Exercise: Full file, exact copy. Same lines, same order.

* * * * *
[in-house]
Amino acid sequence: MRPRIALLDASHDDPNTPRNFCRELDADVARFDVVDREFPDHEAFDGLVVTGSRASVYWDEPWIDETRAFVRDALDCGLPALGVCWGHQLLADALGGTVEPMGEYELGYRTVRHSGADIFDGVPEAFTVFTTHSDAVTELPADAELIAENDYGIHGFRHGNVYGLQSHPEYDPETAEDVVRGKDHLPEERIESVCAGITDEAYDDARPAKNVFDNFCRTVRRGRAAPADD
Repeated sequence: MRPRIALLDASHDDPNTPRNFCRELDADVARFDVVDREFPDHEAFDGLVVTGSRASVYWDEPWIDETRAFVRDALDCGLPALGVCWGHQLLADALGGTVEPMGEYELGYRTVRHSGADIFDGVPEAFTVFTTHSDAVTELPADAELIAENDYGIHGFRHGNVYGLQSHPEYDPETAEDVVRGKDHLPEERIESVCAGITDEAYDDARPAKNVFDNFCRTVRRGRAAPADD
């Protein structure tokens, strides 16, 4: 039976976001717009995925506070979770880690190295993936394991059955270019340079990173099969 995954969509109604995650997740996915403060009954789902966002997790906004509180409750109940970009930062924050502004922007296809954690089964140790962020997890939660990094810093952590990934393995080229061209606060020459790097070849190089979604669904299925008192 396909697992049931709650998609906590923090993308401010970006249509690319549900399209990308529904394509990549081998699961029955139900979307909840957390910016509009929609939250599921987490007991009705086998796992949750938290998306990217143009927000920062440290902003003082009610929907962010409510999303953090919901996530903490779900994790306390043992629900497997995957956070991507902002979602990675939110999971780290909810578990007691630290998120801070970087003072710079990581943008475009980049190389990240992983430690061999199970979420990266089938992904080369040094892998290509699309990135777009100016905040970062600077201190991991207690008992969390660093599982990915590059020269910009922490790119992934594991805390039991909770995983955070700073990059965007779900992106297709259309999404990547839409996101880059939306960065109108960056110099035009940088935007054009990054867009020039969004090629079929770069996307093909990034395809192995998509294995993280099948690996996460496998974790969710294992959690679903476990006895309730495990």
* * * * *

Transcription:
[in-house]
Amino acid sequence: MRPRIALLDASHDDPNTPRNFCRELDADVARFDVVDREFPDHEAFDGLVVTGSRASVYWDEPWIDETRAFVRDALDCGLPALGVCWGHQLLADALGGTVEPMGEYELGYRTVRHSGADIFDGVPEAFTVFTTHSDAVTELPADAELIAENDYGIHGFRHGNVYGLQSHPEYDPETAEDVVRGKDHLPEERIESVCAGITDEAYDDARPAKNVFDNFCRTVRRGRAAPADD
Repeated sequence: MRPRIALLDASHDDPNTPRNFCRELDADVARFDVVDREFPDHEAFDGLVVTGSRASVYWDEPWIDETRAFVRDALDCGLPALGVCWGHQLLADALGGTVEPMGEYELGYRTVRHSGADIFDGVPEAFTVFTTHSDAVTELPADAELIAENDYGIHGFRHGNVYGLQSHPEYDPETAEDVVRGKDHLPEERIESVCAGITDEAYDDARPAKNVFDNFCRTVRRGRAAPADD
């Protein structure tokens, strides 16, 4: 039976976001717009995925506070979770880690190295993936394991059955270019340079990173099969 995954969509109604995650997740996915403060009954789902966002997790906004509180409750109940970009930062924050502004922007296809954690089964140790962020997890939660990094810093952590990934393995080229061209606060020459790097070849190089979604669904299925008192 396909697992049931709650998609906590923090993308401010970006249509690319549900399209990308529904394509990549081998699961029955139900979307909840957390910016509009929609939250599921987490007991009705086998796992949750938290998306990217143009927000920062440290902003003082009610929907962010409510999303953090919901996530903490779900994790306390043992629900497997995957956070991507902002979602990675939110999971780290909810578990007691630290998120801070970087003072710079990581943008475009980049190389990240992983430690061999199970979420990266089938992904080369040094892998290509699309990135777009100016905040970062600077201190991991207690008992969390660093599982990915590059020269910009922490790119992934594991805390039991909770995983955070700073990059965007779900992106297709259309999404990547839409996101880059939306960065109108960056110099035009940088935007054009990054867009020039969004090629079929770069996307093909990034395809192995998509294995993280099948690996996460496998974790969710294992959690679903476990006895309730495990």